Offer Rate to Interns Varies Widely by Industry

Posted September 24, 2010 by

When it comes to recruiting and retaining their interns, not all industries are created equally.

A good internship program is all about the three R’s: recruitment, recruitment, and recruitment. In other words, if your organization hires a student to intern and then fails to convert that student into a permanent employee upon the completion of their internship, then you should regard that internship as a failure. Some organizations would disagree and say that internships are provided to students to give them experience and some less altruistic organizations would say that internships are great sources of cheap labor. I can agree that students get — or should at least should get — great experience from their internships but organizations should not look upon interns as cheap labor. Given that they typically require far more supervision than experienced employees, the reality is that interns are rarely cheap. If the organization looks at the cost of producing the service or product rather than the hourly wage paid to individual employees, they’ll almost always agree that they don’t save money by hiring interns.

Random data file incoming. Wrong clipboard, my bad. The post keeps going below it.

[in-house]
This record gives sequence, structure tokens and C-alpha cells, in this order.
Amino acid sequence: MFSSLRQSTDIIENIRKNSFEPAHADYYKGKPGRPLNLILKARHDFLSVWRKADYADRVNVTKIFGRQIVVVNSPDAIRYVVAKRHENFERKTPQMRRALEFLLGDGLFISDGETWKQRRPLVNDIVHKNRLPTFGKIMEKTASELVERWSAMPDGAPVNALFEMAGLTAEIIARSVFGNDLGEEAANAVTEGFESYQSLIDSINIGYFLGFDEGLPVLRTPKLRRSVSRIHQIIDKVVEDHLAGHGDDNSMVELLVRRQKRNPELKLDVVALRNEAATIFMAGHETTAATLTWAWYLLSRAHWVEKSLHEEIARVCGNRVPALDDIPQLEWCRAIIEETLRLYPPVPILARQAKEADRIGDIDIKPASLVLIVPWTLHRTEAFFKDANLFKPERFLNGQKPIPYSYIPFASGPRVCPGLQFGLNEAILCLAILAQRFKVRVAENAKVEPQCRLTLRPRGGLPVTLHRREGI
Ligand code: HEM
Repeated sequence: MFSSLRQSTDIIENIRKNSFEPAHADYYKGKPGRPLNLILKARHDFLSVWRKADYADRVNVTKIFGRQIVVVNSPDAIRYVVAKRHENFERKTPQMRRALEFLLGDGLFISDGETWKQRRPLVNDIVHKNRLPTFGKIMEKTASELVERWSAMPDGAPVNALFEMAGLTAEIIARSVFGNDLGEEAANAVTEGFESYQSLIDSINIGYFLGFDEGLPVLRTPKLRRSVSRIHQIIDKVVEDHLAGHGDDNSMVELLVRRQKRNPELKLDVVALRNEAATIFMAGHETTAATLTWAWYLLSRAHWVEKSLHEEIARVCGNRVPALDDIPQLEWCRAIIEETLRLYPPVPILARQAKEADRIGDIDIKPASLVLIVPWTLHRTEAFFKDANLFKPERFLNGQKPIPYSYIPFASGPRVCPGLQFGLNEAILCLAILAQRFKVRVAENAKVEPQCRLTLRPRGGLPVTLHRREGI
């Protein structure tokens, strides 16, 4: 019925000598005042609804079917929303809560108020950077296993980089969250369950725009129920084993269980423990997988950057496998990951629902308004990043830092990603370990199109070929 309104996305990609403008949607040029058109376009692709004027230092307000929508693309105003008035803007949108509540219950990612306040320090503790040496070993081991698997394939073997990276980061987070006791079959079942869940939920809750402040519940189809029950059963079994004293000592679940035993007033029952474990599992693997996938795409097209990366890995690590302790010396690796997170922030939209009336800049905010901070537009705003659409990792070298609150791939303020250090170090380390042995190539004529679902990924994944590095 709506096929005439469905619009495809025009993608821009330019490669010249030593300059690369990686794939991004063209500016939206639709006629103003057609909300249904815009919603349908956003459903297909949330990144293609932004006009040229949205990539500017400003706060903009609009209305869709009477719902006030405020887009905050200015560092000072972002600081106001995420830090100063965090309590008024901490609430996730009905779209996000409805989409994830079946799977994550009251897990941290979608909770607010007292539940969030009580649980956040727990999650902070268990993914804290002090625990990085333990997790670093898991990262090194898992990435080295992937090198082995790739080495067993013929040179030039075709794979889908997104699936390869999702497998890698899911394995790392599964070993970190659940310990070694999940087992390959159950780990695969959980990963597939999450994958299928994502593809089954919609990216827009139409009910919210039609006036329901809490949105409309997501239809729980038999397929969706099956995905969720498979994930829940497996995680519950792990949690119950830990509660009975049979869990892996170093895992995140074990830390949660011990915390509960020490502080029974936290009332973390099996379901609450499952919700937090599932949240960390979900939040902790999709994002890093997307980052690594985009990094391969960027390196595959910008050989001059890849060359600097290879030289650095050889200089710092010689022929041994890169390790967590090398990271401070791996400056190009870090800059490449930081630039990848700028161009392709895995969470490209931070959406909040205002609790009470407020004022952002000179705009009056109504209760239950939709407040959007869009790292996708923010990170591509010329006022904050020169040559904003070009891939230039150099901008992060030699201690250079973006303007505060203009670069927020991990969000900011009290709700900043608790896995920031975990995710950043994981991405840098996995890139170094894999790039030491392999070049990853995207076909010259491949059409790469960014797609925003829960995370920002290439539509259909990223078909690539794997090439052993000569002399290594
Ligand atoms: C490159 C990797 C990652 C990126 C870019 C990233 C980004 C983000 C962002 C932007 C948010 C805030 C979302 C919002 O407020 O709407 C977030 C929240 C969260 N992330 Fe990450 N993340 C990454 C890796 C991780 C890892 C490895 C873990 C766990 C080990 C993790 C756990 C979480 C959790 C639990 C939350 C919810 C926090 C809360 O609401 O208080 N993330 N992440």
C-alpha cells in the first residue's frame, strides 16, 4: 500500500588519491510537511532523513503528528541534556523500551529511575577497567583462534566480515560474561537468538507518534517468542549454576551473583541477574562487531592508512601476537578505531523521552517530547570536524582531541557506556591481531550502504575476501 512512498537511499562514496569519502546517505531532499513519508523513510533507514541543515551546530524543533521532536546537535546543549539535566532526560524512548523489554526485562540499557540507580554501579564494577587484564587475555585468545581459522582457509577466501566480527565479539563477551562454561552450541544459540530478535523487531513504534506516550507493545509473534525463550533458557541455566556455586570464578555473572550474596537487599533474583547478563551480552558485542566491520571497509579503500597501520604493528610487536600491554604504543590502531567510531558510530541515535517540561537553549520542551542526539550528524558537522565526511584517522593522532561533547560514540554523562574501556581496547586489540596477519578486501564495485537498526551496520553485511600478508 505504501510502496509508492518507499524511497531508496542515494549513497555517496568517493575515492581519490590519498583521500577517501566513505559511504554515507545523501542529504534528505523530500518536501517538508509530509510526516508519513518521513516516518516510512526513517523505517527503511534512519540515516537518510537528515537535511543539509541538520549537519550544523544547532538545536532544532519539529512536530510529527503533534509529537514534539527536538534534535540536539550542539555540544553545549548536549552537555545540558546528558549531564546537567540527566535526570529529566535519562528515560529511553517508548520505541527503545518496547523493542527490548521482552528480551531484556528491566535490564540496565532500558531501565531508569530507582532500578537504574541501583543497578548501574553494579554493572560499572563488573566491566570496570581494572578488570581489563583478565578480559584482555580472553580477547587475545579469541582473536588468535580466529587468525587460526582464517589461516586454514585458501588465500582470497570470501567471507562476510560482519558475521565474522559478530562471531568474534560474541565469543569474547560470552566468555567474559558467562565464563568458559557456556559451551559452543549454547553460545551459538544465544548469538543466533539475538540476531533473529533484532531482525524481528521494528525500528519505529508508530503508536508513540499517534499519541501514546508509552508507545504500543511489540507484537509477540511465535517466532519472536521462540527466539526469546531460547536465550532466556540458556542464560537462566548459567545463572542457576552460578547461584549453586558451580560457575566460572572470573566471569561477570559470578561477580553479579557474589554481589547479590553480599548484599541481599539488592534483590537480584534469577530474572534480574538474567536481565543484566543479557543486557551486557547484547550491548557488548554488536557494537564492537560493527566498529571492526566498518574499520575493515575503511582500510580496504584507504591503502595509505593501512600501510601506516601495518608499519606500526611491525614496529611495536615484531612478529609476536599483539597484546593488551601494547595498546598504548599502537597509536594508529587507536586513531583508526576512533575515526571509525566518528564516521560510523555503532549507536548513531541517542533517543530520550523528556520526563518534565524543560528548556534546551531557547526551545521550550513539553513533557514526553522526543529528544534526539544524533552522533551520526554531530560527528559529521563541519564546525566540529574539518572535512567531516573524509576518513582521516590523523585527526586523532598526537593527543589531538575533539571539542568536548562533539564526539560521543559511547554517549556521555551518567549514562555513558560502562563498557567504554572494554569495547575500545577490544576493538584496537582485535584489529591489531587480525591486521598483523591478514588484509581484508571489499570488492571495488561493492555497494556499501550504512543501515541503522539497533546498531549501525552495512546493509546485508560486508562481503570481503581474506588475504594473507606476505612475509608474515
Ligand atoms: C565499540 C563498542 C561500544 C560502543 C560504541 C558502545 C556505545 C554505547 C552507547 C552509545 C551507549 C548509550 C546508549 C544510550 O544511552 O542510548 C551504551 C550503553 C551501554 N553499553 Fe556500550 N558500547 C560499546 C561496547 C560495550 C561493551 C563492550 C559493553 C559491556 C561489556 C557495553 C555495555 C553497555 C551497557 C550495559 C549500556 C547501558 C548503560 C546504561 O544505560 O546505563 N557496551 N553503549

It is commonly known in the world of college recruiting that some organizations manage to retain a far higher percentage of their interns than others and that interns in some industries are far more likely to be retained than interns in other industries, but leave it to the Wall Street Journal to do the analysis that others haven’t. Yet another reason why I’m a subscriber and you should be as well.

This graph shows the huge discrepancies between industries. It is startling, actually. It clearly shows that an internship with a utility, architecture or construction firm is FAR more likely to lead to an offer of permanent employment than an internship with an insurance, media, or non-profit organization. So kudos to our friends in the utility, architecture, and construction industries. As for the insurance, media, and non-profits, well, you’ve clearly got a growth opportunity.

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Posted in Advice for Employers and Recruiters, Career Advice for Job Seekers | Tagged Tagged , , , , , , , ,